Heart attack

A heart attack happens when there is a sudden complete blockage of an artery that supplies blood to an area of your heart.

A heart is a muscle, and it needs a good blood supply to keep it healthy.

As we get older, the smooth inner walls of the arteries that supply the blood to the heart can become damaged and narrow due to the build up of fatty materials, called plaque.

When an area of plaque breaks, blood cells and other parts of the blood stick to the damaged area and form blood clots. A heart attack occurs when a blood clot completely blocks the flow of blood and seriously reduces blood flow to the heart muscle. This also results in patients experiencing chest pain.

As a result, some of the heart muscle starts to die.

The longer the blockage is left untreated, the more the heart muscle is damaged. If the blood flow is not restored quickly, the damage to the heart muscle is permanent.

A heart attack is sometimes called a myocardial infarction (MI), acute myocardial infarction, coronary occlusion or coronary thrombosis.

Causes

The underlying cause of a heart attack is coronary heart disease

Some people may not know they have coronary heart disease until they have a heart attack. For others, a heart attack can happen after weeks, months or years of having coronary heart disease. 

Symptoms

Heart attack warning signs can vary from person to person, and they may not always be sudden or severe. Read about heart attack warning signs 

Diagnosis

If you are rushed to hospital with a suspected heart attack, your health care team will do some tests to find out if you are having a heart attack. They may include:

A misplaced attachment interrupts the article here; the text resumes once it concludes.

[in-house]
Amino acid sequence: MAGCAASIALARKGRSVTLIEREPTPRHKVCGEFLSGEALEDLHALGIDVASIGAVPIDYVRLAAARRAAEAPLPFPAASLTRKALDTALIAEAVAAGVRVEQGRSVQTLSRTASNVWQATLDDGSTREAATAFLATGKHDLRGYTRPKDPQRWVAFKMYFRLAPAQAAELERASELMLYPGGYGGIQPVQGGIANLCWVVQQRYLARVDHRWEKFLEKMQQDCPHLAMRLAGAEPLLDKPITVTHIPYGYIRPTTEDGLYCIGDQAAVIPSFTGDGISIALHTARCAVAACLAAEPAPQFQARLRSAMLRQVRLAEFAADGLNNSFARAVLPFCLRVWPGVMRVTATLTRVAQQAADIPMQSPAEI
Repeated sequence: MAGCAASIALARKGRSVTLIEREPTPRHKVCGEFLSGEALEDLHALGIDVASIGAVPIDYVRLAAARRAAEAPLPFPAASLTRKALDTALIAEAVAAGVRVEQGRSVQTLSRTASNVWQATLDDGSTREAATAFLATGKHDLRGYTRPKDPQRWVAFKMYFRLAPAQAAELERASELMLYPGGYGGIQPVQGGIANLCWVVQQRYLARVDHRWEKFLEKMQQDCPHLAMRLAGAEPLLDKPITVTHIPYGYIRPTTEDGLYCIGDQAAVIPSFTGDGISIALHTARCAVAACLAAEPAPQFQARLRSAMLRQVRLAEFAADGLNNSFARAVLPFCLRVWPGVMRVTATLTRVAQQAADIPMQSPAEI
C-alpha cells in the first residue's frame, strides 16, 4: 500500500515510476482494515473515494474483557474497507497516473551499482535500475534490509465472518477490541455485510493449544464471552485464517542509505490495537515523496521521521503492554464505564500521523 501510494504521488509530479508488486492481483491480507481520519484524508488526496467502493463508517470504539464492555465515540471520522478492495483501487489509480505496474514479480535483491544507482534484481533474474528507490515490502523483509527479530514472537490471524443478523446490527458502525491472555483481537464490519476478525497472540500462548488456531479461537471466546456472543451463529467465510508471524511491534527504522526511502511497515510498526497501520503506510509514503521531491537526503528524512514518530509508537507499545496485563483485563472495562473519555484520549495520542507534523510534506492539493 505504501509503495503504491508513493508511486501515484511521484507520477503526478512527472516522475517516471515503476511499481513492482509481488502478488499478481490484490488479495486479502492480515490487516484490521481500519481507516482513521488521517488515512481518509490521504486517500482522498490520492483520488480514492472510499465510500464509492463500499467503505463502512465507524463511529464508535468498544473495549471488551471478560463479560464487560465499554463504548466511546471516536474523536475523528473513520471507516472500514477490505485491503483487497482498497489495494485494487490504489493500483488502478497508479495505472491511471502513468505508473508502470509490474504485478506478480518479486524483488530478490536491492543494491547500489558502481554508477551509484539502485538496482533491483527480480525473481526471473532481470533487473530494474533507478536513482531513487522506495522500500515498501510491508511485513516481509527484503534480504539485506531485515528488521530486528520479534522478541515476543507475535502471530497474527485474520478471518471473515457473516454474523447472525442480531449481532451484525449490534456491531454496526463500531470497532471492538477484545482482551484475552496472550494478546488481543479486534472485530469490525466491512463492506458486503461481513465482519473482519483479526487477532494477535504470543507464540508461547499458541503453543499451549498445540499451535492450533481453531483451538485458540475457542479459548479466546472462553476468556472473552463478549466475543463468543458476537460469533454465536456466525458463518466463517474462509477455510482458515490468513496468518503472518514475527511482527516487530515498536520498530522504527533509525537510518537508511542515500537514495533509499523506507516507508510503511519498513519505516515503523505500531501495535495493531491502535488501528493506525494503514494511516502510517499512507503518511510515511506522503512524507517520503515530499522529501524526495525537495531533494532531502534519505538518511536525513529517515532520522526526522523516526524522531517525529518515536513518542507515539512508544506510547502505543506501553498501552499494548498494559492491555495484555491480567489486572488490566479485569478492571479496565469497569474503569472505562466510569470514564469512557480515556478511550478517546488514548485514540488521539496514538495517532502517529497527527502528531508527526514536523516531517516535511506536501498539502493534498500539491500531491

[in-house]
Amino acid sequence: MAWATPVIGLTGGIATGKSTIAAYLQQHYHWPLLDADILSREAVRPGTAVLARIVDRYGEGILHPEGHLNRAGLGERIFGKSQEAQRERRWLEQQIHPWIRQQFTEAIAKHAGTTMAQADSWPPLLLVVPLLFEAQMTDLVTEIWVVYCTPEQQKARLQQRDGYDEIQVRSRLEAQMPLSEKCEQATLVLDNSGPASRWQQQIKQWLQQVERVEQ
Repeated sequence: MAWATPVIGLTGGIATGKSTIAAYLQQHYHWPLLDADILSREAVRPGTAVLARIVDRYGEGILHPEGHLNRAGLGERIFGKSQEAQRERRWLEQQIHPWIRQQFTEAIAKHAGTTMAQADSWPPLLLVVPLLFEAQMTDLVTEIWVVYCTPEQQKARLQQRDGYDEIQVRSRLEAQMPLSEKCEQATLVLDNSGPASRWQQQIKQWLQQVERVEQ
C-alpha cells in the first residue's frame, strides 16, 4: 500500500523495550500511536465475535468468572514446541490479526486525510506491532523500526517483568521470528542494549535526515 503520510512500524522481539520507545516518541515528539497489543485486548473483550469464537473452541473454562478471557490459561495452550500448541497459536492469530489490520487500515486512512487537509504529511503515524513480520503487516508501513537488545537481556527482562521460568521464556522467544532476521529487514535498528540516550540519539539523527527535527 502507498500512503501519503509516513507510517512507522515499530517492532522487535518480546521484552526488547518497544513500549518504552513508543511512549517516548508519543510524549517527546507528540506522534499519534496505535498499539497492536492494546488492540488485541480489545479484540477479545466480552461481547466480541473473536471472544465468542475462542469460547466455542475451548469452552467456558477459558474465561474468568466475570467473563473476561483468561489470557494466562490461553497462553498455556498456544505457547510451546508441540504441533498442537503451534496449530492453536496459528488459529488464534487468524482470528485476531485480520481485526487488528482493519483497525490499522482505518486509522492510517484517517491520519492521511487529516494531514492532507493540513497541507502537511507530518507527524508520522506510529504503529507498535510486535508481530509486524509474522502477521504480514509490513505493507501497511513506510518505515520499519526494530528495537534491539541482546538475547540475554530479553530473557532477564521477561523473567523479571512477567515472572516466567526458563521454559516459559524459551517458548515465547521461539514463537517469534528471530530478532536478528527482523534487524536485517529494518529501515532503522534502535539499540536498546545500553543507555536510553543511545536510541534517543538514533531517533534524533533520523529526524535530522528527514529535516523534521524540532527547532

• electrocardiogram (ECG)
  • blood tests
  • chest X-ray
  • coronary angiogram.

These tests will help them to decide the best treatment for you. Find out more about medical tests 

Treatment

Emergency treatment

If you think you’re having a heart attack, call Triple Zero (000). Don’t hang up. Ask the operator for an ambulance. Too many people lose their lives because they wait too long to get treatment for heart attack. 

You may be given medicines to help dissolve clots. 

There is a high risk of dangerous changes to your heartbeat after the start of a heart attack. The most serious changes stop your heart beating and cause a cardiac arrest. Ambulance or hospital staff may use a defibrillator to give your heart a controlled electric shock that may make it start beating again. 

In hospital

In hospital, you will receive treatments that help to reduce damage to your heart, and to help prevent future problems. You may need to have a procedure like: 

  • angioplasty and stent implantation 
  • bypass surgery (also known as coronary artery bypass grafts or CABG).

Read more about heart procedures and devices 

Preventing further problems

Medical treatments and healthy lifestyle choices can help your heart attack recovery, greatly reduce your risk of further heart problems, and relieve or control symptoms such as angina. Read about living with heart disease 

Cardiac rehabilitation

If you’ve had a heart attack or a procedure, you should be given information about a cardiac rehabilitation program which is another really important step in your recovery.

Information sheets

Share this

Women from low socioeconomic backgrounds 25% more likely to have #heartattack than similar men. Read:… twitter.com/i/web/status/8…